Although western donors and scholars agree that a representative civil society is key to increasing democracy within a development country (Hickey, 2010), these local organizations often stand in as “compradors of the state,”[8] receiving direction from international donors to supplement the lack of institutional capacity of Egypt’s decentralized local councils. There are almost 40,000 officially registered civil society organizations (CSOs) in Egypt, most of whom are often staffed by “cosmopolitan, middle class professionals” who are removed from the majority of the population and often directed by the 89 approved foreign donors (Nader, 2014; Beinin, 2014:398). Local organizations receiving foreign funding are guided by reports and indicators that are mandatory for receiving aid – forcing CSOs to concede to conditionality, and in many instances support neoliberal agendas (Bebbington et. al 2008:4). This meant that CSOs placed the requirements imposed by donors above all other objectives, including the needs and priorities of citizen groups in order to retain funding from Western donors (Wallace, 2009).

In the case of USAID’s involvement in civil society capacity building, local activists note that CSOs “did not participate in selecting the strategic planning of USAID’s [democracy] program… [Stating that] it was a completely American agenda” (Snider and Faris, 2011). CSOs were expected to assume responsibilities that were abandoned by the shrinking role of the state and weak subsidiary governments through decentralization initiatives, and they became more of an instrument of state control as opposed to a mechanism for collective empowerment (Beinin, 2014:398).

This enhanced foreign-funded CSO structure did little to address the needs within the community, leading to an increase in the economic and social disparity within Egypt (Beinin, 2014:404). Furthermore, it can be compared to the effects of foreign aid and state building in Afghanistan and Alessandro Monsutti’s study of the World Bank-funded National Solidarity Program (NSP), which had similar objectives to the EDI. Under the NSP today, although the country holds regular elections to “democratically” elect heads of state, the Afghan government depends almost entirely on international aid and direction to distribute welfare services and security (2012: 564).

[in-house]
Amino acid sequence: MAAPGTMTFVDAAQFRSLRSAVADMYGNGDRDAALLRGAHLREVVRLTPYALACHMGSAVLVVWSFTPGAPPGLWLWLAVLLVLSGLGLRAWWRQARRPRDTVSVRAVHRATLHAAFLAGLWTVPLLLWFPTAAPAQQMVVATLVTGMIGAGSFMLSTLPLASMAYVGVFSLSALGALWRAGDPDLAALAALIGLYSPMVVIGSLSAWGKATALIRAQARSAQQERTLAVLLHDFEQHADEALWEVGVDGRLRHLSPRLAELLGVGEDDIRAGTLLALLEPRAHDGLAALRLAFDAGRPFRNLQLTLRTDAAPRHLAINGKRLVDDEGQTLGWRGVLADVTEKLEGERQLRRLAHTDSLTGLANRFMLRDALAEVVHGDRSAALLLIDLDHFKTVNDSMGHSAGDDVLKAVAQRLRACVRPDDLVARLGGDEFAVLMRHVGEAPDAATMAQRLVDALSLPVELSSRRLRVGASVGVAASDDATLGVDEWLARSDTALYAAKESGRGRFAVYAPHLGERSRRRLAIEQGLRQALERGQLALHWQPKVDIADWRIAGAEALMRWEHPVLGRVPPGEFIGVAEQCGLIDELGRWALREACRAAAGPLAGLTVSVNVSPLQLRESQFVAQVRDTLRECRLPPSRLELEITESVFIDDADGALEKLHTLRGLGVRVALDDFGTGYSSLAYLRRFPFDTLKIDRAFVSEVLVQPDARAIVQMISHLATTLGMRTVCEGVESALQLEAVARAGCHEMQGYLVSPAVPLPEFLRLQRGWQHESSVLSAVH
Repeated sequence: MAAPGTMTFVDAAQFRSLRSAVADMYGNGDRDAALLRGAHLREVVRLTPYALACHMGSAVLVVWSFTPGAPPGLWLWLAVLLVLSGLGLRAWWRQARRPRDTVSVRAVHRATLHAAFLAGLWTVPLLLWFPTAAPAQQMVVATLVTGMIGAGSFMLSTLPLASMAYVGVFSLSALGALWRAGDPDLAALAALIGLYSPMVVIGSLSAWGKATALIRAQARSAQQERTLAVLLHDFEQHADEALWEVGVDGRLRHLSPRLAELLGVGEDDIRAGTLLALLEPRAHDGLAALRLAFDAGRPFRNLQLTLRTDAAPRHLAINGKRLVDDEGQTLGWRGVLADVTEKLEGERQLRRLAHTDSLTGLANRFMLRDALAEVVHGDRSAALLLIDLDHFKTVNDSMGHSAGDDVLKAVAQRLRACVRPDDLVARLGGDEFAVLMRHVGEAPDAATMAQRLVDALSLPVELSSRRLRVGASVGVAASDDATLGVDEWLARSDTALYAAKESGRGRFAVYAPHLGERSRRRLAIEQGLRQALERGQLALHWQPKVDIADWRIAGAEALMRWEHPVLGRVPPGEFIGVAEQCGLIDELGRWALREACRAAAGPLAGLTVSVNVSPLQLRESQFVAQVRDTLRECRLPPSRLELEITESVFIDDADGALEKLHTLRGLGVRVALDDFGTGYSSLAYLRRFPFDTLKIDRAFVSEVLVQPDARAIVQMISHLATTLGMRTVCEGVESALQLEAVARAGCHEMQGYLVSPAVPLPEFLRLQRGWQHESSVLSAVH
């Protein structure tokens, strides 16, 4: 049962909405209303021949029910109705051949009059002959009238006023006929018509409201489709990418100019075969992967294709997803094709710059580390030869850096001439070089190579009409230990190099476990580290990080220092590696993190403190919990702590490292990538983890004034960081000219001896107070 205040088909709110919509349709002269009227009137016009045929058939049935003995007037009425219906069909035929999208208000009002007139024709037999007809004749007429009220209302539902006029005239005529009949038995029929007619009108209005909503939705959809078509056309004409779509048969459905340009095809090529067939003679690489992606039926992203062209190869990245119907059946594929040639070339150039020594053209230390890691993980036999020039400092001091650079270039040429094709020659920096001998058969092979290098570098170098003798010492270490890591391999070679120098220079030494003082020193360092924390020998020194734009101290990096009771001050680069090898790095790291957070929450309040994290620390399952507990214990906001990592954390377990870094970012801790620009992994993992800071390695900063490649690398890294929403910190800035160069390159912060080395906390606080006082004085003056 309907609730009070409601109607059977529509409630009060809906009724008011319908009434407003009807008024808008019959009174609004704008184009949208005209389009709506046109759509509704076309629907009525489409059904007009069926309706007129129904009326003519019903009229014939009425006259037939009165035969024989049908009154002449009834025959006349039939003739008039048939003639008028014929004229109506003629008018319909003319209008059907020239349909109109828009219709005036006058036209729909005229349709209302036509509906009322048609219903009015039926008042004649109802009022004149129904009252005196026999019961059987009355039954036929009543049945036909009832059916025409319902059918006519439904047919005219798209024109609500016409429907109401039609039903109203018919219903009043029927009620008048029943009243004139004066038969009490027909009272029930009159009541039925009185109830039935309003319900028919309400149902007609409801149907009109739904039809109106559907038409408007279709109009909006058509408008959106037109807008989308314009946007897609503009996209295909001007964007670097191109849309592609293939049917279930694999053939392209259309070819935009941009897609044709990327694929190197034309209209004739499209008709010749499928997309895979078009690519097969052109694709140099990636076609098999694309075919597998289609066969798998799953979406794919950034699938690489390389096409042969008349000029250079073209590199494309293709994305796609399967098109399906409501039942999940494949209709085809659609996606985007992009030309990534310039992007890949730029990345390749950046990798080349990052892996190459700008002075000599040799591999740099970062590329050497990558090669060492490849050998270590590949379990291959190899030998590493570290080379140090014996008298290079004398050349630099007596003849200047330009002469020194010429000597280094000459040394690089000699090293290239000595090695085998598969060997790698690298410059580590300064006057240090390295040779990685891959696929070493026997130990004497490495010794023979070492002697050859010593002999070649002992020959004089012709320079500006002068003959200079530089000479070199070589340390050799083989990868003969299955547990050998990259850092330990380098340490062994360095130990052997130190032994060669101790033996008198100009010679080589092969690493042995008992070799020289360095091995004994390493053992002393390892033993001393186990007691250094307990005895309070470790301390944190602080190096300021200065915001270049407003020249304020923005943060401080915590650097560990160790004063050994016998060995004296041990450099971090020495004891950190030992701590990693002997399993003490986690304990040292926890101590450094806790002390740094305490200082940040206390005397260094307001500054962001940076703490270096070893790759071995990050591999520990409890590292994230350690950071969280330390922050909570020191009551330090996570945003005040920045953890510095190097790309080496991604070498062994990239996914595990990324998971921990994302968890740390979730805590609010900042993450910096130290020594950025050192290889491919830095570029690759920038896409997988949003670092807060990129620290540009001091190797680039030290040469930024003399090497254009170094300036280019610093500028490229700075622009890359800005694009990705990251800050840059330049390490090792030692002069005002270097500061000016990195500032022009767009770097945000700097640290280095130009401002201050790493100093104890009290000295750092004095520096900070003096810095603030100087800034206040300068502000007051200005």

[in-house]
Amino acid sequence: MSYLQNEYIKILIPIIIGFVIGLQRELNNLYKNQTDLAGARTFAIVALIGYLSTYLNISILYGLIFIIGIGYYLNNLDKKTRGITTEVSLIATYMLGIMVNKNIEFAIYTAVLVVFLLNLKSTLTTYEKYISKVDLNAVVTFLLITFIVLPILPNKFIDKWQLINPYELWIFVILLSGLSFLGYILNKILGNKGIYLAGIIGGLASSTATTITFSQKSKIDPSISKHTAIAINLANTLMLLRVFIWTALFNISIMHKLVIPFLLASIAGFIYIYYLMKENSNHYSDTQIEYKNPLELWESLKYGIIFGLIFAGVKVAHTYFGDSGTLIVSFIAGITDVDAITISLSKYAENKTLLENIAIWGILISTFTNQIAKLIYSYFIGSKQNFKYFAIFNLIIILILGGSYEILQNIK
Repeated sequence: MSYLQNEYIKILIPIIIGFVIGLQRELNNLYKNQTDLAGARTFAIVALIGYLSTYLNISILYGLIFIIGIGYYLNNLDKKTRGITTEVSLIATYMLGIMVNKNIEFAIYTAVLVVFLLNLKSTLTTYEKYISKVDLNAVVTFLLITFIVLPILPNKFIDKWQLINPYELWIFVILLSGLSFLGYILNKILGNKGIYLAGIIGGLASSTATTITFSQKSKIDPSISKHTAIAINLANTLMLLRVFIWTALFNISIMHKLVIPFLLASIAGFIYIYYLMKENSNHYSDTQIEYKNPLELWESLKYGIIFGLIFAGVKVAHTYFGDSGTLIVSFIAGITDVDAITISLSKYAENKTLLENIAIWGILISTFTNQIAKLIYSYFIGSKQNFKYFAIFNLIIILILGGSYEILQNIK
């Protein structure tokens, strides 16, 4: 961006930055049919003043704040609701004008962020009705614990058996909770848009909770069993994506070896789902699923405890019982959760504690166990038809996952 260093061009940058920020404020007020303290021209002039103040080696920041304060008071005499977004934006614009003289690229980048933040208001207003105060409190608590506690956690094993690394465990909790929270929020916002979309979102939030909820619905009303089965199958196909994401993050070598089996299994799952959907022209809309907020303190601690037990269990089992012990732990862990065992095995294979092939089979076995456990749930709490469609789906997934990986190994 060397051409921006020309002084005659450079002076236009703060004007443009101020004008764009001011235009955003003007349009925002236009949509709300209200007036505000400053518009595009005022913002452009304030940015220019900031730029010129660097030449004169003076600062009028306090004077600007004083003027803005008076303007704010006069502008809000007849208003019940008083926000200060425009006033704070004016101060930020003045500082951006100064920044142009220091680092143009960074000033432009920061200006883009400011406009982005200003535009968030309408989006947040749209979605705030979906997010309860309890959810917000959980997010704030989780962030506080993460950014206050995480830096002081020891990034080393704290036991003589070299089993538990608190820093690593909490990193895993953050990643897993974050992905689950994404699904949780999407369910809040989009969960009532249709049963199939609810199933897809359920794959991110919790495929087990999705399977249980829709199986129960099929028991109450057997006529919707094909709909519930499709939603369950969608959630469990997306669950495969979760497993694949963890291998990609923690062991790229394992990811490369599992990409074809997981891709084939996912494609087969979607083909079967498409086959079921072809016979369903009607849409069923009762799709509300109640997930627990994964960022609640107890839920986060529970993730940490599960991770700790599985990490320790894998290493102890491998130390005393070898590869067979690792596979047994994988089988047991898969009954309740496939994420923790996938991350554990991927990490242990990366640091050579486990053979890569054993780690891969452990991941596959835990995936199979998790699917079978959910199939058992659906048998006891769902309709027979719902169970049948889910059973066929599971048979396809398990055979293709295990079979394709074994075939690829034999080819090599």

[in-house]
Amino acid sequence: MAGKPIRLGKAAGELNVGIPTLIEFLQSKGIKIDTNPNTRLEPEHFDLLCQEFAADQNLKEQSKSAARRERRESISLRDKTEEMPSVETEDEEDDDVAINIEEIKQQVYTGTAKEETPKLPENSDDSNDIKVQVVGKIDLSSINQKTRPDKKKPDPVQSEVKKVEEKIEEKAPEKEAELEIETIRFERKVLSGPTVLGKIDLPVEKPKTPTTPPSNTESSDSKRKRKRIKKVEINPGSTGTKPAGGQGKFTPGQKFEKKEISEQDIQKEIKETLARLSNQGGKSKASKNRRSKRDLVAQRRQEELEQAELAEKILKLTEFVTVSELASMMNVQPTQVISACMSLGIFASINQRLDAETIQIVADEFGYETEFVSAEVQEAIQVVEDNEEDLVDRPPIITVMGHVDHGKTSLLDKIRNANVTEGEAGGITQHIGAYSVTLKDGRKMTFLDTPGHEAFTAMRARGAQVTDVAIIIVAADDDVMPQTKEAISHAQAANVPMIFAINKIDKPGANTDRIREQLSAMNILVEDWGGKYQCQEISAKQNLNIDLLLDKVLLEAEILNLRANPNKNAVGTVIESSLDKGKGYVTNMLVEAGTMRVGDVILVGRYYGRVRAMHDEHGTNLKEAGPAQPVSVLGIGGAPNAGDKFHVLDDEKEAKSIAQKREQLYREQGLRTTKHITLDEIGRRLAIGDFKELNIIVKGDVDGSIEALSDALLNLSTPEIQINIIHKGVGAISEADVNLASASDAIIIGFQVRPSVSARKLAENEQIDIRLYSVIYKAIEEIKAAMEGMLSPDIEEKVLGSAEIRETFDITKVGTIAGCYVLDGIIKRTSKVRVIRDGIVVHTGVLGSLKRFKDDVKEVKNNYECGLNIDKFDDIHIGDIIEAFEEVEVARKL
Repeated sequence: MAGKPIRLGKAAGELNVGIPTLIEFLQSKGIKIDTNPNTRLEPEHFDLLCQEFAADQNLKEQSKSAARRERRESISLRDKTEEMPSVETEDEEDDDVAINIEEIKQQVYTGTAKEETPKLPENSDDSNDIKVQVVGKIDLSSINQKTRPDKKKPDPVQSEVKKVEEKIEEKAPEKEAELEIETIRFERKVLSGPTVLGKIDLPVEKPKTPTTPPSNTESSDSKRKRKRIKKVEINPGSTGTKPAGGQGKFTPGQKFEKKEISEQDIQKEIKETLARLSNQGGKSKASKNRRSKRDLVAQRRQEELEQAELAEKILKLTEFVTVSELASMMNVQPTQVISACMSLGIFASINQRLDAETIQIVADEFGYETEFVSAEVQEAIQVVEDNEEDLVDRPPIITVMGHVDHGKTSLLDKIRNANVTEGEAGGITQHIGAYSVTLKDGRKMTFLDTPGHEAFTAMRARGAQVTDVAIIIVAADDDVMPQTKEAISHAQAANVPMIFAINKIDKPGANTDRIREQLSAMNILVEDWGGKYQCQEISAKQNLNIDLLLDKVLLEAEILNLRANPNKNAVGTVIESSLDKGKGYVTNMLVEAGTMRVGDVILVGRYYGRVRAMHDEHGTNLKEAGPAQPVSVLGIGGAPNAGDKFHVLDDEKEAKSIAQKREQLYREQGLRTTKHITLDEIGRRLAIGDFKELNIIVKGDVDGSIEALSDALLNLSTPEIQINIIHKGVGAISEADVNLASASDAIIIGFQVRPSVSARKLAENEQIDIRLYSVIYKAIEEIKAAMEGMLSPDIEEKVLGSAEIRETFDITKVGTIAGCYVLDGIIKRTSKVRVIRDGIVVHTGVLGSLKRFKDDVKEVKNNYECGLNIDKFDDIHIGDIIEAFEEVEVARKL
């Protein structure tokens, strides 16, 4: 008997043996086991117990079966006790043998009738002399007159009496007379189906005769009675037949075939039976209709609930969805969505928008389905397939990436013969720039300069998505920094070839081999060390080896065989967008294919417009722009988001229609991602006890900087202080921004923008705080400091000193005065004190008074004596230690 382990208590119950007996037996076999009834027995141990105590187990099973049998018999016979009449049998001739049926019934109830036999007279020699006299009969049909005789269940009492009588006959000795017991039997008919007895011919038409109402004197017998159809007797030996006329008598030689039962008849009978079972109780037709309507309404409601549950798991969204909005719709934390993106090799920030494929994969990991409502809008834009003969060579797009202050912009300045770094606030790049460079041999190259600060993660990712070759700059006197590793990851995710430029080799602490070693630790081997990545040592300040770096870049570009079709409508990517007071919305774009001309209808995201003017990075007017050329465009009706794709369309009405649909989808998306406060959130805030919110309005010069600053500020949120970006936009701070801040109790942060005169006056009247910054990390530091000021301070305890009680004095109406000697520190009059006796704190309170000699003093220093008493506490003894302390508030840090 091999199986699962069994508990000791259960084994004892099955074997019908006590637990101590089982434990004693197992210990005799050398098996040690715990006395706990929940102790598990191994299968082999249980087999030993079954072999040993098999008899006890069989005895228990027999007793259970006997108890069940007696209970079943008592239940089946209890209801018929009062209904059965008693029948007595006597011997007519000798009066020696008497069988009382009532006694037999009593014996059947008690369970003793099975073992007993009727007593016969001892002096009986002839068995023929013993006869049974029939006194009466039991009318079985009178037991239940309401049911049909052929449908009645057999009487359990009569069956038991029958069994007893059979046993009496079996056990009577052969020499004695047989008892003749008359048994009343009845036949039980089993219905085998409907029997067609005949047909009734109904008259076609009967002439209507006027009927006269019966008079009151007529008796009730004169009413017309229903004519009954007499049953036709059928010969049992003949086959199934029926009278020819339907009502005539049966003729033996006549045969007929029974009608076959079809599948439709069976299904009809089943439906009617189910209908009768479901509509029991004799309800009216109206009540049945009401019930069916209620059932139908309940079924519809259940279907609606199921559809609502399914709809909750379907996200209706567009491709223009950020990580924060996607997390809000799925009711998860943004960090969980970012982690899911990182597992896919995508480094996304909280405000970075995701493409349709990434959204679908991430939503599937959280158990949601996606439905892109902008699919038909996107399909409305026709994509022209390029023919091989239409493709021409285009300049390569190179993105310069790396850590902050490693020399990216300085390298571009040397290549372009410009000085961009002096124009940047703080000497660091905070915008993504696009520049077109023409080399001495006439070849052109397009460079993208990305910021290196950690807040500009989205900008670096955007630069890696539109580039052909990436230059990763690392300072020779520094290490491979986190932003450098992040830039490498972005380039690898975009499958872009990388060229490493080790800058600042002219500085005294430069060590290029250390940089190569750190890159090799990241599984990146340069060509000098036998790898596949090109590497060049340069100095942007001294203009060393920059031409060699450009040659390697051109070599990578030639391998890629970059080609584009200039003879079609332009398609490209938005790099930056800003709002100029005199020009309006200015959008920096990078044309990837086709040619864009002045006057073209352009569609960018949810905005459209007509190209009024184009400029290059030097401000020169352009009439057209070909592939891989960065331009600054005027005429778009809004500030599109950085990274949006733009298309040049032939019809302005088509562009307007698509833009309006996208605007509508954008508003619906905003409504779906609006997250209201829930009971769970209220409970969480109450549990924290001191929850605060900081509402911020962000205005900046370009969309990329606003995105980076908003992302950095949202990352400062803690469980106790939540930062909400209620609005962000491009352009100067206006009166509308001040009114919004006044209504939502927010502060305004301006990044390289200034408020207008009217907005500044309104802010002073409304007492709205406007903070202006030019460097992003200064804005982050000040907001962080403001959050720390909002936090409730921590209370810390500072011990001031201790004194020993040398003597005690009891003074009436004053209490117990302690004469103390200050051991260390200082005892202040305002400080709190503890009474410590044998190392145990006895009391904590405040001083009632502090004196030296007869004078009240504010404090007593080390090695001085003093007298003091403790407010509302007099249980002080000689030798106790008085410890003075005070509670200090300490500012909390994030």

The vertical and horizontal decentralization initiatives imposed by foreign funding under the good governance agenda did little to compel liberal democracy in Egypt. Instead, for states, decentralization presented an opportunity to consolidate political support for regime stability while neglecting provision of basic services, and, for donors, the process allowed for the further opening of developing states to the capitalist market and foreign influence (Craig and Porter, 2006:102). What was left from the end of the EDI program was a strong, foreign influenced civil society that stood in for an ill-functioning and bureaucratic democracy. As a result, key characteristics of democracy, including citizen accountability and representation, remain absent.

Implications for Democracy